The Tax Court or any division thereof, upon motion and notice by the Secretary, and upon good cause shown therefor, shall order any foreign corporation, foreign trust or estate, or non-resident alien individual, who has filed a petition with the Tax Court, to produce, or, upon satisfactory proof to the Tax Court or any of its divisions, that the petitioner is unable to produce, to make available to the Secretary, and, in either case, to permit the inspection, copying, or photographing of, such books, records, documents, memoranda, correspondence and other papers, wherever situated, as the Tax Court or any division thereof, may deem relevant to the proceedings and which are in the possession, custody or control of the petitioner, or of any person directly or indirectly under his control or having control over him or subject to the same common control. If the petitioner fails or refuses to comply with any of the provisions of such order, after reasonable time for compliance has been afforded to him, the Tax Court or any division thereof, upon motion, shall make an order striking out pleadings or parts thereof, or dismissing the proceeding or any part thereof, or rendering a judgment by default against the petitioner.
In the meantime, Ms. Christine Frahm entered an appearance for ABC
On February 22, 1984, Mr. Louis E. Goebel appeared for ABC. Mr. Goebel was the fourth attorney to represent ABC in this action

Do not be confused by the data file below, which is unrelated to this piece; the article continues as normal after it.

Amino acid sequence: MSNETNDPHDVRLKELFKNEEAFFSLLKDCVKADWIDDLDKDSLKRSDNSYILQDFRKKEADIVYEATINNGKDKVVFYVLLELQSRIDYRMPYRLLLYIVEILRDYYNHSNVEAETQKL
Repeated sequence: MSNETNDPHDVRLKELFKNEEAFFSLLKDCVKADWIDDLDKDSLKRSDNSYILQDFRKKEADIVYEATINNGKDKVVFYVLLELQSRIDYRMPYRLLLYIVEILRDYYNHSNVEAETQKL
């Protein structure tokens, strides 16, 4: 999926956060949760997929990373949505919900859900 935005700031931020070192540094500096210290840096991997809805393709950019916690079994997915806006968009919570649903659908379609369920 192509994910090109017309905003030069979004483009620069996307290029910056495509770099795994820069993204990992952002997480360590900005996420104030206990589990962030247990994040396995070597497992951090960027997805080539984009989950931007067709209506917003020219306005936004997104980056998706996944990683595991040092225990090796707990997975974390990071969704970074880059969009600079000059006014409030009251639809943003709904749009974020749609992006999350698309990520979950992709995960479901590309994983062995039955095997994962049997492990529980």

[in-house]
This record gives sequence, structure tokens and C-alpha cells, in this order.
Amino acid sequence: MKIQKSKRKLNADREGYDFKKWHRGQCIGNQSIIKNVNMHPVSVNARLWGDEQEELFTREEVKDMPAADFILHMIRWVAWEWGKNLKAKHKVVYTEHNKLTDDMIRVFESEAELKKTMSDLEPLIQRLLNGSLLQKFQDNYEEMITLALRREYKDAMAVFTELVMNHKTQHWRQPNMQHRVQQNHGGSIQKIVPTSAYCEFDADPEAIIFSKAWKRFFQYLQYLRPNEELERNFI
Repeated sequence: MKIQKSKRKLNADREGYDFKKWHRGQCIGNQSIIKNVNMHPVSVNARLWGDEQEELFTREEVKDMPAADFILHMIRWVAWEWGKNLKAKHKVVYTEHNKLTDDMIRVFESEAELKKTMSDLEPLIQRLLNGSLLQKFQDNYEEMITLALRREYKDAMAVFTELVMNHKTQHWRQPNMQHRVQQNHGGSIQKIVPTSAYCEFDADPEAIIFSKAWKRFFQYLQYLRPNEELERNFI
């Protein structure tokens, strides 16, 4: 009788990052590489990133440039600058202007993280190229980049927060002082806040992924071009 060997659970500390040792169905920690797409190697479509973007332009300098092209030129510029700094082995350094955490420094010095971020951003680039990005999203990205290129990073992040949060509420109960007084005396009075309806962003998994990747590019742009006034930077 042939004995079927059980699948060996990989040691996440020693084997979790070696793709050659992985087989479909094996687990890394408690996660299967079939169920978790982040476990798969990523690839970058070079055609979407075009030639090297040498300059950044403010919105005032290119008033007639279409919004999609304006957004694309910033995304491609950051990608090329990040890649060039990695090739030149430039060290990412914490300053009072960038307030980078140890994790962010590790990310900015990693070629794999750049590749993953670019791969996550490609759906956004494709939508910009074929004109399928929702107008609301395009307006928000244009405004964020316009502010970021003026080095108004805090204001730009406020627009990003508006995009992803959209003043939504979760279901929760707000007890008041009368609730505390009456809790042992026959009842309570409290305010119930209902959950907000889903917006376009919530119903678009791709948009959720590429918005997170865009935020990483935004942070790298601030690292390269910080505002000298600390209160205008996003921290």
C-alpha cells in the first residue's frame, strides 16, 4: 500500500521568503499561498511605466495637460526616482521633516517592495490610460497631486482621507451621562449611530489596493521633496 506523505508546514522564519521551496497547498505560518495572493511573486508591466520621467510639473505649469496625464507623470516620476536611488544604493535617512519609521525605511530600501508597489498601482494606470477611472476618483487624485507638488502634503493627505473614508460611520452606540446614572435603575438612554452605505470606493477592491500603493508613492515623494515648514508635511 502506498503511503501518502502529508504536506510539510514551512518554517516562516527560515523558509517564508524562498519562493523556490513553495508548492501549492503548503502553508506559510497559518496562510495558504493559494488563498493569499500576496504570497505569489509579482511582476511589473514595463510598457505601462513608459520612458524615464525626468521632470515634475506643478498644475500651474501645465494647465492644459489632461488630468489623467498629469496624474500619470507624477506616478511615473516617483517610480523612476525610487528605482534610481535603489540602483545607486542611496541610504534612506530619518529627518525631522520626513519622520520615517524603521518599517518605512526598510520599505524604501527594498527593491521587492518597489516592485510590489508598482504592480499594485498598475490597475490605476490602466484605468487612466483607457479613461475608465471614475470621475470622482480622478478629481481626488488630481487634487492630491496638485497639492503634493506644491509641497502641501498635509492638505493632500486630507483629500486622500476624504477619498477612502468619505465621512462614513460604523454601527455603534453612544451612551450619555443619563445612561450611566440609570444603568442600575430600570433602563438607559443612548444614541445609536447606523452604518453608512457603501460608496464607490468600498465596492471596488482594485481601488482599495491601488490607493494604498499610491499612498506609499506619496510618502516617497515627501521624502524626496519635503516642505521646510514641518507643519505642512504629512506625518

See supra note 1
Tax Court Rule 104(c) (emphasis added) provides, in part:
If a party ... fails to obey an order made by the Court with respect to the [discovery] provisions ..., the Court may make such orders as to the failure as are just, and among others the following:
(3) An order striking out pleadings or parts thereof, or staying further proceedings until the order is obeyed, or dismissing the case or any part thereof, or rendering a judgment by default against the disobedient party.
It is somewhat misleading to imply that ABC's attorneys were present at the May 7 hearing. ABC apparently hired Mr. Harlee as local counsel for the sole purpose of appearing to move for a continuance. None of the five attorneys substantively involved in this litigation appeared at the May 7 hearing. Three of these five attorneys were apparently still counsel of record for ABC, and thus professionally responsible for the case
Federal Rule of Civil Procedure 37(b) (2) provides, in part:
If a party ... fails to obey an order to provide or permit discovery ... the court in which the action is pending may make such orders in regard to the failure as are just, and among others the following:
(C) An order striking out pleadings or parts thereof, or staying further proceedings until the order is obeyed, or dismissing the action or proceeding or any part thereof, or rendering a judgment by default against the disobedient party ....
We look to our cases reviewing dismissals under Fed. R. Civ. P. 37 because that rule is the exclusive remedy for noncompliance with discovery orders. Societe Internationale pour Participations Industrielles et Commerciales, S.A. v. Rogers, 357 U.S. 197, 207, 78 S. Ct. 1087, 1093, 2 L. Ed. 2d 1255 (1958). It is thus most analogous to Tax Court Rule 104. Indeed, Rule 104 was adopted in its entirety from Fed. R. Civ. P. 37. See Tax Ct.R. 104 reporter's note, 60 T.C. 1123-25 (1973); Fox v. Commissioner, 718 F.2d 251, 254-55 (7th Cir. 1983).